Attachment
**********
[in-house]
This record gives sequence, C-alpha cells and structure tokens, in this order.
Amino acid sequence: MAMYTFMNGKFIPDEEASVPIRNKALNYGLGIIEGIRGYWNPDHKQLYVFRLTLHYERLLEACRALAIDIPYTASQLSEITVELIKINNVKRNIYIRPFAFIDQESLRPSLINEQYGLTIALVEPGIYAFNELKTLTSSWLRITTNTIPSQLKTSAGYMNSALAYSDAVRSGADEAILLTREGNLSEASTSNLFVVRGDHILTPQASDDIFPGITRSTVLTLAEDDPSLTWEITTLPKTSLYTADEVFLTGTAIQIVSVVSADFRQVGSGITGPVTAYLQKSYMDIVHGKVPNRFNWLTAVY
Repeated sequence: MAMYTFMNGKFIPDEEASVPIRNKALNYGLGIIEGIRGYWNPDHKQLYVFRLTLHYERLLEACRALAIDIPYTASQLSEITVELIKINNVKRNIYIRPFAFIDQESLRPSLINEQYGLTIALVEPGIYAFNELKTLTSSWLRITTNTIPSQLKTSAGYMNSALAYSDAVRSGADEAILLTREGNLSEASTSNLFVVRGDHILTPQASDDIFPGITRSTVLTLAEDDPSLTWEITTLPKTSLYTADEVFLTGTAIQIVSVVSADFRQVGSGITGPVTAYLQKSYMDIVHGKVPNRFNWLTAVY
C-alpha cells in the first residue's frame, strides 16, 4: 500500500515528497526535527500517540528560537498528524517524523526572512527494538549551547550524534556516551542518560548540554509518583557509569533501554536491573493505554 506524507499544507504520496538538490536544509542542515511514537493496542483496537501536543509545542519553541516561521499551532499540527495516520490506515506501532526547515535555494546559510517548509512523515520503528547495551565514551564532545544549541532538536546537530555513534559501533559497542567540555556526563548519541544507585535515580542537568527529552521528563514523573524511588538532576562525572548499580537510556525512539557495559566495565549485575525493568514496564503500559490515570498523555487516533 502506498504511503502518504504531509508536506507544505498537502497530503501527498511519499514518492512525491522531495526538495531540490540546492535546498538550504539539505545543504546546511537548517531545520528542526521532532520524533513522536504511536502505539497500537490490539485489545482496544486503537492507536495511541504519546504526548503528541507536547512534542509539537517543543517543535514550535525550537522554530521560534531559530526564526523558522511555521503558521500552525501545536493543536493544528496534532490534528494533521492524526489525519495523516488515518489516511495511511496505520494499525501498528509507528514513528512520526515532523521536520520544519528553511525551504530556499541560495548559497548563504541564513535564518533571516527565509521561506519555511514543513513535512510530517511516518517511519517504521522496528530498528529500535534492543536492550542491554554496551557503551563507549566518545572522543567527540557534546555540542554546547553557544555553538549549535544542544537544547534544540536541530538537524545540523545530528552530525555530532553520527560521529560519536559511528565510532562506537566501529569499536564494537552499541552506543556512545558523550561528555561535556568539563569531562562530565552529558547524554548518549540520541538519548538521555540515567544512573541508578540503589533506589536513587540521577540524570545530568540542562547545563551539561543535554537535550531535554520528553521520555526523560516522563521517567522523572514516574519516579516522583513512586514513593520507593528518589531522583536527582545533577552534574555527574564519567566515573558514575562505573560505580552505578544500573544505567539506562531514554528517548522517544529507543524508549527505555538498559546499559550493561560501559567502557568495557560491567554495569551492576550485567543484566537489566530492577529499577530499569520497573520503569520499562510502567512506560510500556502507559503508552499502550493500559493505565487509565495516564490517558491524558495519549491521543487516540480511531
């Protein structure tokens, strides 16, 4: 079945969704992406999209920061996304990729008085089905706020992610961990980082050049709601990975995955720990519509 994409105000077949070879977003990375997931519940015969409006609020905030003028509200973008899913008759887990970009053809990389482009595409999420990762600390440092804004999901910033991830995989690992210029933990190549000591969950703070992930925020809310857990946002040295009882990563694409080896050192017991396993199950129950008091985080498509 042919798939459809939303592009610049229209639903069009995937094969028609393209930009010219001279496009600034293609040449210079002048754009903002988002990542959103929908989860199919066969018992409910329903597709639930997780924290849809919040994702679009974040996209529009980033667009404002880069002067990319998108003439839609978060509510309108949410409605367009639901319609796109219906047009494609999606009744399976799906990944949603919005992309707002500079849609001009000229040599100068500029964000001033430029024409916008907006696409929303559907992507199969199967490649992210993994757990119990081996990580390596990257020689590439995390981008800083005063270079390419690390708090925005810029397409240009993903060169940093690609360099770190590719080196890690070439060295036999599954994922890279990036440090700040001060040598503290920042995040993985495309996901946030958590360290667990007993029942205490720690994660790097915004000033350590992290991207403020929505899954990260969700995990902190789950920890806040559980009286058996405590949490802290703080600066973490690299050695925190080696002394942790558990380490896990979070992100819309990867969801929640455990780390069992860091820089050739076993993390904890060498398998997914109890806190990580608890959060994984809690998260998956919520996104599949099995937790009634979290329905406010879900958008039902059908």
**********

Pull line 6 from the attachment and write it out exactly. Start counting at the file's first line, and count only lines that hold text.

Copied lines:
């Protein structure tokens, strides 16, 4: 079945969704992406999209920061996304990729008085089905706020992610961990980082050049709601990975995955720990519509 994409105000077949070879977003990375997931519940015969409006609020905030003028509200973008899913008759887990970009053809990389482009595409999420990762600390440092804004999901910033991830995989690992210029933990190549000591969950703070992930925020809310857990946002040295009882990563694409080896050192017991396993199950129950008091985080498509 042919798939459809939303592009610049229209639903069009995937094969028609393209930009010219001279496009600034293609040449210079002048754009903002988002990542959103929908989860199919066969018992409910329903597709639930997780924290849809919040994702679009974040996209529009980033667009404002880069002067990319998108003439839609978060509510309108949410409605367009639901319609796109219906047009494609999606009744399976799906990944949603919005992309707002500079849609001009000229040599100068500029964000001033430029024409916008907006696409929303559907992507199969199967490649992210993994757990119990081996990580390596990257020689590439995390981008800083005063270079390419690390708090925005810029397409240009993903060169940093690609360099770190590719080196890690070439060295036999599954994922890279990036440090700040001060040598503290920042995040993985495309996901946030958590360290667990007993029942205490720690994660790097915004000033350590992290991207403020929505899954990260969700995990902190789950920890806040559980009286058996405590949490802290703080600066973490690299050695925190080696002394942790558990380490896990979070992100819309990867969801929640455990780390069992860091820089050739076993993390904890060498398998997914109890806190990580608890959060994984809690998260998956919520996104599949099995937790009634979290329905406010879900958008039902059908």